CHARLOTTE, N.C. (AP) -- NASCAR chairman Brian France is "very pleased" with the first five weeks of the season, and thinks the new Gen-6 race car has contributed to the many story lines fueling the sport.
But he won't stand for any driver criticism of the racing, and again defended the $25,000 fine handed to Denny Hamlin for doing just that.
Hamlin said after the race at Phoenix that the Gen-6 didn't drive as well as last year's model. Hamlin angrily said he'd be suspended before he'd pay the fine, but he ultimately dropped the fight and NASCAR is garnishing the money from his earnings.
France said drivers know there's no gray area when it comes to talking about the car.
"I have been crystal clear in the meetings with all of the drivers and all of the owners about the fact that we are going to give them more opportunities to criticize more things than any other professional sport in America," France said in a telephone interview with The Associated Press. "Having said that, there is one line that we are not going to tolerate and that's going to be criticizing the quality of the racing product in any way, form or fashion."
France said the clampdown is necessary because drivers don't always know the facts when they make a statement.
"Sometimes one driver or another can have an opinion about that, and they may be very, very wrong. Their car may not have been working right," he said. "When you call out the entire rules package in some form or fashion, that's going to get a reaction, and should get a reaction, because that's our product. If we don't have a line out there, people can form their opinions and often they will be wrong, but everyone will pay attention to that wrong opinion."
The decision to fine Hamlin was widely criticized by fans, who rallied to Hamlin's defense and resented NASCAR censoring the driver.
France said he understood the negative fan reaction.
"They look at that as a sanction against somebody speaking their mind, and I understand where our fans are coming from," France said. "But when they take a step back, they'd understand that no other professional sport lets you have at it, criticize anything, criticize me personally, calls we make, decisions we make, because those are judgment calls that we make week in and week out. The other sports don't allow that - they look at it as infringement on the integrity of the officials. But we allow that, and only want them to be careful on one topic.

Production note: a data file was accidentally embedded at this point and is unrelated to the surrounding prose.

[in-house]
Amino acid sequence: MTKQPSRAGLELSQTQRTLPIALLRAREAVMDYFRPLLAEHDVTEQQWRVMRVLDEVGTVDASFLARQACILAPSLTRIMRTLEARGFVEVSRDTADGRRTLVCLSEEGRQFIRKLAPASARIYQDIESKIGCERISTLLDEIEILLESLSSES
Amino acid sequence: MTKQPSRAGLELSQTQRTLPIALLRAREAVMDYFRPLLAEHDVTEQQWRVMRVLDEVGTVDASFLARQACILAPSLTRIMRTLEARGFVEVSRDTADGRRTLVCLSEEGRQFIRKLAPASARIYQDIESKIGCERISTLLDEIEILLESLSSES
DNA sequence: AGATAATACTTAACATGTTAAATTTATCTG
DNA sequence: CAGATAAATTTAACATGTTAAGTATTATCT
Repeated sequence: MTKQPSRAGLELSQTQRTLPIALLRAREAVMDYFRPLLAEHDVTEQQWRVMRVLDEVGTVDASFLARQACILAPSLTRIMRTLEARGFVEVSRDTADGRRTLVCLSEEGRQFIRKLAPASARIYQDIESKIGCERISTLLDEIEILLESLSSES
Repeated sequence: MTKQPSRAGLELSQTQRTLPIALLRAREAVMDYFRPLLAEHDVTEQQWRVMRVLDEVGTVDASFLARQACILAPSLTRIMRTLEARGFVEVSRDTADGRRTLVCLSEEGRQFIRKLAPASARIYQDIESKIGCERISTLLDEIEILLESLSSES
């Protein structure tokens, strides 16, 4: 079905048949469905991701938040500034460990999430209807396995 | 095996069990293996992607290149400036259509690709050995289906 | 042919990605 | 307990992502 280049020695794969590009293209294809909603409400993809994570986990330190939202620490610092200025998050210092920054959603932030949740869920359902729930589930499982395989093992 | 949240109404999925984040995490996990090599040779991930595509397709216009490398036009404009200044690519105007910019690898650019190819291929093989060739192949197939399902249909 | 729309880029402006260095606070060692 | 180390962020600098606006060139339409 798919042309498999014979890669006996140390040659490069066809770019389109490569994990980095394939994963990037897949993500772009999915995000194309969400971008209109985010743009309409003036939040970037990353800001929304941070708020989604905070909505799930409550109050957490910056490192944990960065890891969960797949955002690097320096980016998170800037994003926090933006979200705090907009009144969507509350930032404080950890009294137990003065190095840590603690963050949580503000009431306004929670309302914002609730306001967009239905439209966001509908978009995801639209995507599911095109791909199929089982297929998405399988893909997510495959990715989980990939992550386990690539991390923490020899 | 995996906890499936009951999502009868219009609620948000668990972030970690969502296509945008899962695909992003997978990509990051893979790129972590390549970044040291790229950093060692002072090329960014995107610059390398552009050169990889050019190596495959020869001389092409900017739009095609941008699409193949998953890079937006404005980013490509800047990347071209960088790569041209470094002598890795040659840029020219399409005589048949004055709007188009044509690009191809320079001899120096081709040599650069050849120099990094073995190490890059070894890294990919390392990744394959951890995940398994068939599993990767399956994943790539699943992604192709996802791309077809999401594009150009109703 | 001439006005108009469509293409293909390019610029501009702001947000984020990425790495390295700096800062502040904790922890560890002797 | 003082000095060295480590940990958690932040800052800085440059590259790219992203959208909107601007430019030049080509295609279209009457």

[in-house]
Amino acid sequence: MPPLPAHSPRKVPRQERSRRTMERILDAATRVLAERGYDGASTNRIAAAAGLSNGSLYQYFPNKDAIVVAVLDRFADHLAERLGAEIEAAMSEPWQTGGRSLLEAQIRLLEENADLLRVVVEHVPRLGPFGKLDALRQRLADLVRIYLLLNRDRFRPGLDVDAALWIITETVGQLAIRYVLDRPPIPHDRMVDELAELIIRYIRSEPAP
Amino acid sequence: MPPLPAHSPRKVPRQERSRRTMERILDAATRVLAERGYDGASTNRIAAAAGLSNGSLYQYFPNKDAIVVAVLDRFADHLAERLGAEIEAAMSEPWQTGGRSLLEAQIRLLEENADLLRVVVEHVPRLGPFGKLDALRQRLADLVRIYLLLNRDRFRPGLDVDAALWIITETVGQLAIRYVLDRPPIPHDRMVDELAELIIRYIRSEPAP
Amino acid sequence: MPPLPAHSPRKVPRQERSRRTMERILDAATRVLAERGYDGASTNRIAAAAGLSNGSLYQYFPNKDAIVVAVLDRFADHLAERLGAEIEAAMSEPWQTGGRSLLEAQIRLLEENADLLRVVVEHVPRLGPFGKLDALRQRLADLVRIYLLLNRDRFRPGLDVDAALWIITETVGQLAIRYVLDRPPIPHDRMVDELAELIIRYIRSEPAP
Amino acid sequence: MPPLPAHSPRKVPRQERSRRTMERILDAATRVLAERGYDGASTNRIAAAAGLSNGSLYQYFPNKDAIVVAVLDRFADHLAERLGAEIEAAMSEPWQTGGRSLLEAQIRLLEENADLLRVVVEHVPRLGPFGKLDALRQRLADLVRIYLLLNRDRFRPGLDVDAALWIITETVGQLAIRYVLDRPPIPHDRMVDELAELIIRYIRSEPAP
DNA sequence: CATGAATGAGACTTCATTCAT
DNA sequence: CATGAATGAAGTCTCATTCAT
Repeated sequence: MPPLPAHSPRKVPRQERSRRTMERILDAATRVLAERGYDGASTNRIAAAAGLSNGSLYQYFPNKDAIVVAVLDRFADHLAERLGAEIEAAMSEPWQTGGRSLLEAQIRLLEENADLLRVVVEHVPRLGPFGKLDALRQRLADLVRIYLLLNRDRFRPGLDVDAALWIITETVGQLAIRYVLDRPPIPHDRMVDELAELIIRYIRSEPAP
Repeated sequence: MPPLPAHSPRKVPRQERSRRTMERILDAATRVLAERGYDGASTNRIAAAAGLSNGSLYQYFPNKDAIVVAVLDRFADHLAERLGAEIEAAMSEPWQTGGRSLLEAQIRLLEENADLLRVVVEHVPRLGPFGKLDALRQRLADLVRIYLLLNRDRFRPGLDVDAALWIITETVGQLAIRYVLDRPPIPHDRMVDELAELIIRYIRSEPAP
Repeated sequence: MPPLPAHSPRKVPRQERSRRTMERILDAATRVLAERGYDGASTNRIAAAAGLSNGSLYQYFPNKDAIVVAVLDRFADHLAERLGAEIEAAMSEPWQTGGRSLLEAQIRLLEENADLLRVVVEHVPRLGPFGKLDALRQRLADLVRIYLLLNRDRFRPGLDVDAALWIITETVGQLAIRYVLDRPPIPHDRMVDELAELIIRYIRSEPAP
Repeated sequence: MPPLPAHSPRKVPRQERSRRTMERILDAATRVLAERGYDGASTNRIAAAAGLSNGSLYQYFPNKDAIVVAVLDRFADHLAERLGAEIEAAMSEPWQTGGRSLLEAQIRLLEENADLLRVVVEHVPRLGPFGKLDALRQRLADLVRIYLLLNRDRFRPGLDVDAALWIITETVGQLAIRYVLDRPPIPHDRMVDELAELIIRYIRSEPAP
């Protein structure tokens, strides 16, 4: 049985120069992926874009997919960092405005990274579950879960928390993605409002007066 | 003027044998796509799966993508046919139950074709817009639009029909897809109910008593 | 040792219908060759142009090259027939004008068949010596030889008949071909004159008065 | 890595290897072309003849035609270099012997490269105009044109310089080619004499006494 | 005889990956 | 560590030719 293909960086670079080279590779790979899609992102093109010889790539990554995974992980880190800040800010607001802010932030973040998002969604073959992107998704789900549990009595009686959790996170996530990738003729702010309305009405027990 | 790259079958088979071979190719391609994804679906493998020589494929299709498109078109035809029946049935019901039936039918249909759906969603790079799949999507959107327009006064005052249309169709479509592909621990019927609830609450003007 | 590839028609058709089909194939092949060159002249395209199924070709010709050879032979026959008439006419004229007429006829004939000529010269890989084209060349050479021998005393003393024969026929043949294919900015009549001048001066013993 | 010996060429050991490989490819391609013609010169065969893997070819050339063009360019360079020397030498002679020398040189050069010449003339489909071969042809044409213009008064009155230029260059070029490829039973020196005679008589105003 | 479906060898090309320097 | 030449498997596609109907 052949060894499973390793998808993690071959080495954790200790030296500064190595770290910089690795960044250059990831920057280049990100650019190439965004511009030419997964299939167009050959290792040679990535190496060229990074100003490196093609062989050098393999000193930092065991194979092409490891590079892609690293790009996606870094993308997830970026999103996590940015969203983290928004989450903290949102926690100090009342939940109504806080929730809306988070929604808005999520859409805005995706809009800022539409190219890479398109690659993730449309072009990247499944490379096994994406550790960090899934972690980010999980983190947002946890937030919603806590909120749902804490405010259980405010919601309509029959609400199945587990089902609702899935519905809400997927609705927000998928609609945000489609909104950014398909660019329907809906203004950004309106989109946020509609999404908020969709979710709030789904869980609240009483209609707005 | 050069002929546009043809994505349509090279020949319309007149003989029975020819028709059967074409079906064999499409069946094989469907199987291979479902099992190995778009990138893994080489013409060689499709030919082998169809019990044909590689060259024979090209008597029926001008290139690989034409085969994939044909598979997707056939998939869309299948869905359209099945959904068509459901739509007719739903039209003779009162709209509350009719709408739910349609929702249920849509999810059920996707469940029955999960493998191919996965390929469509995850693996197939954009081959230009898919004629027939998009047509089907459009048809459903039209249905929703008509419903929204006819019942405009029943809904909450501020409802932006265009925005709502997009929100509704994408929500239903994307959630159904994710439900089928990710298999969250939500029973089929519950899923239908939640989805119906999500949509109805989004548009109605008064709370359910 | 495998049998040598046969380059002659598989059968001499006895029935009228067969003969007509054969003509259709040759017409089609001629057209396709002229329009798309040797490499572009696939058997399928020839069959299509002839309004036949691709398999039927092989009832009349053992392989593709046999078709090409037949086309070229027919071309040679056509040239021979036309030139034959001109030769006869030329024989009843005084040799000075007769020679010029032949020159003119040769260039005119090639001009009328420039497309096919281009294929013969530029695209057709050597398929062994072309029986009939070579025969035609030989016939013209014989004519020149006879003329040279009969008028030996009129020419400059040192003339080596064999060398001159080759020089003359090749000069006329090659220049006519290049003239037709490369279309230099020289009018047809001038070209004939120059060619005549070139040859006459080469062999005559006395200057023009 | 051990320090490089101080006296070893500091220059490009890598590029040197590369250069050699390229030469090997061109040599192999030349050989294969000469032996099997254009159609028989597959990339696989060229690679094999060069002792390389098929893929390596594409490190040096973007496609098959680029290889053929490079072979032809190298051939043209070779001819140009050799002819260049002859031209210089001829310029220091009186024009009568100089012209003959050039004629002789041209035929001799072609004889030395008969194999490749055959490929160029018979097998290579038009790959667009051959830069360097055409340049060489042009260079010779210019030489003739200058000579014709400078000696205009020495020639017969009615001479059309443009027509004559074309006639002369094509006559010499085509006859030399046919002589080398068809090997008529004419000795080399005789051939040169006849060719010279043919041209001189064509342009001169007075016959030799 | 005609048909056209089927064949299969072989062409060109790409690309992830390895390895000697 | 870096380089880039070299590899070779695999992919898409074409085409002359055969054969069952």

"We have such a small line, it's way on out there, and if (a driver) can't figure that out, then I don't know."
Hamlin has been a central figure so far this season. He was on baby-watch during preseason testing, waiting for the birth of his first child, then opened the season determined to finally win his first Sprint Cup title. A bid to win the Daytona 500 fell short and he publicly blamed Joey Logano, his former teammate at Joe Gibbs Racing, for clogging up traffic in the closing laps.
Their feud continued Sunday at Auto Club Speedway, where the two raced hard in the closing laps for the win. Contact between their cars caused both to wreck, and Hamlin hit head-on into an interior wall. The crash left him with a compressed fracture of a vertebra in his lower back, and he'll miss at least five races.
All that aside, the statistics indicate the racing is better this season - there have been 147 green-flag passes for the lead through five races, compared to 122 last year - and television ratings and attendance, Bristol Motor Speedway notwithstanding, have also seen a boost .